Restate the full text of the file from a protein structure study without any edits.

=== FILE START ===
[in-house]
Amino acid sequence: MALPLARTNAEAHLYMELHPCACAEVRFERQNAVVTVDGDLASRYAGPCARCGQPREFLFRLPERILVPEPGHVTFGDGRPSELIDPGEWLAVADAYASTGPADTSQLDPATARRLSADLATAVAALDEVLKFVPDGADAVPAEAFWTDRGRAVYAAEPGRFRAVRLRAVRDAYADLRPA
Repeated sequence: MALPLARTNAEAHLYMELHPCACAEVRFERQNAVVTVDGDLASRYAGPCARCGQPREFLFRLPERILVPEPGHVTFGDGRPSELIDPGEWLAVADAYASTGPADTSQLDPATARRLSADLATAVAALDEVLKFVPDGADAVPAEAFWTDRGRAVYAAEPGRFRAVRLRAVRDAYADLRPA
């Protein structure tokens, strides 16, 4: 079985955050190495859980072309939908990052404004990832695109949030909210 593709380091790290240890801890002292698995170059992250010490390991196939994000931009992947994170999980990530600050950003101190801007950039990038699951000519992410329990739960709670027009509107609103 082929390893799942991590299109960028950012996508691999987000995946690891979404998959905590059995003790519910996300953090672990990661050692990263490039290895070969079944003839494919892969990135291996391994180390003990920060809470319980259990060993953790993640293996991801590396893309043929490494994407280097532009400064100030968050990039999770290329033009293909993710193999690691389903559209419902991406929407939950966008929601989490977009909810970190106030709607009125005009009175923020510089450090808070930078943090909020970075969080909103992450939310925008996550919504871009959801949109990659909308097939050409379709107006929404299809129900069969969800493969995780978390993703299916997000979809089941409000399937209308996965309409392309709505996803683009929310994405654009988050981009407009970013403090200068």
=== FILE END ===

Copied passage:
[in-house]
Amino acid sequence: MALPLARTNAEAHLYMELHPCACAEVRFERQNAVVTVDGDLASRYAGPCARCGQPREFLFRLPERILVPEPGHVTFGDGRPSELIDPGEWLAVADAYASTGPADTSQLDPATARRLSADLATAVAALDEVLKFVPDGADAVPAEAFWTDRGRAVYAAEPGRFRAVRLRAVRDAYADLRPA
Repeated sequence: MALPLARTNAEAHLYMELHPCACAEVRFERQNAVVTVDGDLASRYAGPCARCGQPREFLFRLPERILVPEPGHVTFGDGRPSELIDPGEWLAVADAYASTGPADTSQLDPATARRLSADLATAVAALDEVLKFVPDGADAVPAEAFWTDRGRAVYAAEPGRFRAVRLRAVRDAYADLRPA
């Protein structure tokens, strides 16, 4: 079985955050190495859980072309939908990052404004990832695109949030909210 593709380091790290240890801890002292698995170059992250010490390991196939994000931009992947994170999980990530600050950003101190801007950039990038699951000519992410329990739960709670027009509107609103 082929390893799942991590299109960028950012996508691999987000995946690891979404998959905590059995003790519910996300953090672990990661050692990263490039290895070969079944003839494919892969990135291996391994180390003990920060809470319980259990060993953790993640293996991801590396893309043929490494994407280097532009400064100030968050990039999770290329033009293909993710193999690691389903559209419902991406929407939950966008929601989490977009909810970190106030709607009125005009009175923020510089450090808070930078943090909020970075969080909103992450939310925008996550919504871009959801949109990659909308097939050409379709107006929404299809129900069969969800493969995780978390993703299916997000979809089941409000399937209308996965309409392309709505996803683009929310994405654009988050981009407009970013403090200068």